Fig. 1

SEM micrographs showing top-surface rod morphology and cleaved cross sections (insets) for ZnO rods grown by hydrothermal method under the conditions, (a) additive free growth, (b) addition of PEI (10 mM), (c) addition of KCl (100 mM), and (d) combined addition of PEI (10 mM) and KCl (100 mM). Main scale markers 200 nm, inset 500 nm.


Fig. 2

X-ray diffraction patterns obtained from ZnO seed layers and nanorod arrays, curves labelled from bottom to top; seed layer on ITO (* indicates peaks from ITO substrate), additive-free nanorod growth, addition of PEI (10 mM), addition of KCl (100 mM), and combined addition of PEI (10 mM) and KCl (100 mM).



Nanorod Growth

Rod formation occurs due to preferential growth of ZnO in the 〈001〉 direction. This can be explained by considering the structure of the unit cell. The hexagonal lattice consists of two networks of tetragonally coordinated Zn and O atoms, this coordination gives rise to polar asymmetry along the, 〈001〉 direction. Nanorod formation is described by Ashford24 for hydrothermal growth, whereby the high temperature decomposition of hexamethylene triamine (HMT) results in hydroxyl ion formation. OHanions produced in the vicinity of the polar ZnO surfaces are able to react with Zn2+ to produce the insoluble and thermodynamically unstable Zn(OH)2 species. The spontaneous decomposition of Zn(OH)2 results in the formation of ZnO, and growth continues at the polar surface resulting in the formation of rod structures. Nucleation of rod growth occurs on the ZnO seed layer and the structure of the rods is closely related to the morphology of the seed layer.

In this work nanorod arrays have been formed from various hydrothermal growth solutions. The seed layers used were prepared under identical conditions on glass-coated ITO substrates. First, the method outlined by Vayssieres30 was repeated and resulted in the formation of overlapping nanorods with a large variation in the rod length and width [Fig. 1]. The role of a surfactant [polyethylienmimine (PEI)] was then investigated, it has been reported that reduced lateral growth of the rods occurs on the addition of PEI.10 The structures typically formed consisted of short nanorods [Fig. 1] that differ from those reported in the literature. We attribute the variation to differences in the morphology of the seed layers. In the next experiments KCl was added to the growth solution. It has been well-reported that addition of KCl to an electrochemical deposition bath results in the formation of more uniform nanorod structures.31 When it is added to the hydrothermal growth solution the nanorod arrays prepared show an improved alignment and the rod length is more uniform with a planar surface termination [Fig. 1]. In the final series of experiments the addition of both PEI and KCl was investigated. The structures prepared consist of uniform length nanorods aligned perpendicular to the substrate [Fig. 1]. The combination of the additives gives an increase in rod density that results in very closely spaced arrays.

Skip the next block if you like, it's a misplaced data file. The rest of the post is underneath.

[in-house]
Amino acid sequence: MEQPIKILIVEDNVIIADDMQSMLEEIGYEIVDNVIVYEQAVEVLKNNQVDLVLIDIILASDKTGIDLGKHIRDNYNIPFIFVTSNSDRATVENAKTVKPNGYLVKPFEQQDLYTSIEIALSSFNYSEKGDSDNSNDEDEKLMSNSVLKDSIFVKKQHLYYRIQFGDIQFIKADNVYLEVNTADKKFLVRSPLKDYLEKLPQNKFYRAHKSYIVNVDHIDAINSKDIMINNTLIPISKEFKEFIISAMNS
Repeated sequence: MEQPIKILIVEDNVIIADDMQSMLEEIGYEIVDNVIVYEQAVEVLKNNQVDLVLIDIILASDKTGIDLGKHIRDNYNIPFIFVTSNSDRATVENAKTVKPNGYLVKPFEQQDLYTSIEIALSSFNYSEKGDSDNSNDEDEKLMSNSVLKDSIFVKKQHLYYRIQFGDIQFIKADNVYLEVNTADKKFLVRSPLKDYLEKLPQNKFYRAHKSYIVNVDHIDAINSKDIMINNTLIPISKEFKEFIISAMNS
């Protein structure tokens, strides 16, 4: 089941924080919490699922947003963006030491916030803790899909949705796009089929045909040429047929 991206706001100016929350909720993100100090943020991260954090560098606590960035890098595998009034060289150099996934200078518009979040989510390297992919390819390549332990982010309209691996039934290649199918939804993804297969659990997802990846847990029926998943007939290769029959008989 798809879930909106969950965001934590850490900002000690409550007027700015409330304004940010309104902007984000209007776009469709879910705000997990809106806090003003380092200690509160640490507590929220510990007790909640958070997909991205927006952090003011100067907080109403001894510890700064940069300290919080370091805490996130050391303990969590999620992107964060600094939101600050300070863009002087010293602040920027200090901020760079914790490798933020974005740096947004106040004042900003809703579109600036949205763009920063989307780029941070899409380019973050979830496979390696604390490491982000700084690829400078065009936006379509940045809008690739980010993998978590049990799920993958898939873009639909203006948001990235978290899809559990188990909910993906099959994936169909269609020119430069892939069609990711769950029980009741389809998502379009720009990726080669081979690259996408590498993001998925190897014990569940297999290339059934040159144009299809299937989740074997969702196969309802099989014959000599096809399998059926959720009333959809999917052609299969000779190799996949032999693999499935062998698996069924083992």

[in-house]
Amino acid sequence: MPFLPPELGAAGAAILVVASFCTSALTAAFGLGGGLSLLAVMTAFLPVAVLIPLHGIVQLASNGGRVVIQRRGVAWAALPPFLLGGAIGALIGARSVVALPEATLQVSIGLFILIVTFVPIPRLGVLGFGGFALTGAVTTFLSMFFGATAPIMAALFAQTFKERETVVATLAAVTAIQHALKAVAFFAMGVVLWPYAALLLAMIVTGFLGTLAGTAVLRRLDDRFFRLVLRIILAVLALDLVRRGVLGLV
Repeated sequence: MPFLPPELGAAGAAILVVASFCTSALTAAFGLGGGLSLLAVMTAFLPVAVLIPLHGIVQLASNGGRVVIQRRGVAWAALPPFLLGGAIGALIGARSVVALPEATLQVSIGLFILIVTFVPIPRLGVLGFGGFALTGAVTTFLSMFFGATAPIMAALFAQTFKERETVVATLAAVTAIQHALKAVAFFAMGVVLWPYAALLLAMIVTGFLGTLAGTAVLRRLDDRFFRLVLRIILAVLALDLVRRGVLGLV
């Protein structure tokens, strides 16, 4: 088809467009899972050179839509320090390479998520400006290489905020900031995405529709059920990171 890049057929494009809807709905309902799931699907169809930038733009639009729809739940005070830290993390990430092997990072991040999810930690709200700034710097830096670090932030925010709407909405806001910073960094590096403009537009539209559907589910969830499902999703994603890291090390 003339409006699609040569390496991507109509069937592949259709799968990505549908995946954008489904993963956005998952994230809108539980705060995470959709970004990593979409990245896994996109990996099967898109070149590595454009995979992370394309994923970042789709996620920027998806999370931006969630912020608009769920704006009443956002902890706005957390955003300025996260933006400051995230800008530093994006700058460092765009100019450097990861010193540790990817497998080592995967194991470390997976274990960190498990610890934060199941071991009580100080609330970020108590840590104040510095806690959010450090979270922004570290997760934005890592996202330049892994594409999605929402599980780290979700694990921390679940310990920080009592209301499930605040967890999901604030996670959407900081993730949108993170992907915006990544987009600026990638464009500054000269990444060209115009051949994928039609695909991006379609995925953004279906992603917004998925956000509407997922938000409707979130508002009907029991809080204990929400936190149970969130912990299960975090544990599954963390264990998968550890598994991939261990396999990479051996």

For the first time KCl has been shown to play a major role in morphological control of ZnO nanorods formed by hydrothermal deposition. The addition of KCl is seen to increase rod nucleation, therefore reducing the spacing between rods, and improve orientation thus ensuring an open structure for subsequent polymer infiltration. The rods formed when KCl was added also show well-defined hexagonal facets and are terminated by a planar (002) surface, which is stabilized during growth by the addition of Cl.29 PEI is known to hinder lateral growth by absorbing onto the nonpolar (101) planes.10 The SEM images show a clear variation in the rod length, width, and density. To assess this, images have been analyzed using ImageJ software to quantify the average rod length, width, and rod density — the results are summarized in Table 1. To ensure representative quantities of rods were analyzed, the diameter, length, and density of 250 rods in each sample set were measured. It was not possible to extract meaningful statistics for the rods formed with the addition of only PEI because of their non-ideal morphology and broad size distribution [Fig. 1].